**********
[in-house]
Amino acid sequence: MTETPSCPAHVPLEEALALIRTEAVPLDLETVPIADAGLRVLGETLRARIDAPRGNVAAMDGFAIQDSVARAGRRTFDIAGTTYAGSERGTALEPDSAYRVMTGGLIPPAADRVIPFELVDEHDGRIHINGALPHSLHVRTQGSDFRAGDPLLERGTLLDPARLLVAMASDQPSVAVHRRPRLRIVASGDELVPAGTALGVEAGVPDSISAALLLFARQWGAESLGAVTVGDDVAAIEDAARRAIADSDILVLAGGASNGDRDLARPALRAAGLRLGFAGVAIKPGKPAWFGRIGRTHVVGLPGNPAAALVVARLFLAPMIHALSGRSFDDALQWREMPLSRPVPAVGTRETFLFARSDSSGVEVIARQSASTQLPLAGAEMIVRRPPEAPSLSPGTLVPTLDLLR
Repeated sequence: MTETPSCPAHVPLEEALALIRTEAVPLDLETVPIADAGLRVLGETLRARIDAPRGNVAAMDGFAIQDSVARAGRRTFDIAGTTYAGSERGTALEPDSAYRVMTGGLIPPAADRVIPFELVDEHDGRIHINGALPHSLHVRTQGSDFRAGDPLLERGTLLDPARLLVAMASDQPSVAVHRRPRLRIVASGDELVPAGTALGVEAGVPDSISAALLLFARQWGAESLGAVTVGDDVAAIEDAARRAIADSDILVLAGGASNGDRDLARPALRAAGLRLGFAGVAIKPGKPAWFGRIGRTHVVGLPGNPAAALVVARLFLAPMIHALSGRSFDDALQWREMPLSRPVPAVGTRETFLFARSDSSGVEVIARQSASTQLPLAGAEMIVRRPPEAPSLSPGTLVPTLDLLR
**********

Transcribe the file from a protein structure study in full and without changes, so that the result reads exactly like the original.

[in-house]
Amino acid sequence: MTETPSCPAHVPLEEALALIRTEAVPLDLETVPIADAGLRVLGETLRARIDAPRGNVAAMDGFAIQDSVARAGRRTFDIAGTTYAGSERGTALEPDSAYRVMTGGLIPPAADRVIPFELVDEHDGRIHINGALPHSLHVRTQGSDFRAGDPLLERGTLLDPARLLVAMASDQPSVAVHRRPRLRIVASGDELVPAGTALGVEAGVPDSISAALLLFARQWGAESLGAVTVGDDVAAIEDAARRAIADSDILVLAGGASNGDRDLARPALRAAGLRLGFAGVAIKPGKPAWFGRIGRTHVVGLPGNPAAALVVARLFLAPMIHALSGRSFDDALQWREMPLSRPVPAVGTRETFLFARSDSSGVEVIARQSASTQLPLAGAEMIVRRPPEAPSLSPGTLVPTLDLLR
Repeated sequence: MTETPSCPAHVPLEEALALIRTEAVPLDLETVPIADAGLRVLGETLRARIDAPRGNVAAMDGFAIQDSVARAGRRTFDIAGTTYAGSERGTALEPDSAYRVMTGGLIPPAADRVIPFELVDEHDGRIHINGALPHSLHVRTQGSDFRAGDPLLERGTLLDPARLLVAMASDQPSVAVHRRPRLRIVASGDELVPAGTALGVEAGVPDSISAALLLFARQWGAESLGAVTVGDDVAAIEDAARRAIADSDILVLAGGASNGDRDLARPALRAAGLRLGFAGVAIKPGKPAWFGRIGRTHVVGLPGNPAAALVVARLFLAPMIHALSGRSFDDALQWREMPLSRPVPAVGTRETFLFARSDSSGVEVIARQSASTQLPLAGAEMIVRRPPEAPSLSPGTLVPTLDLLR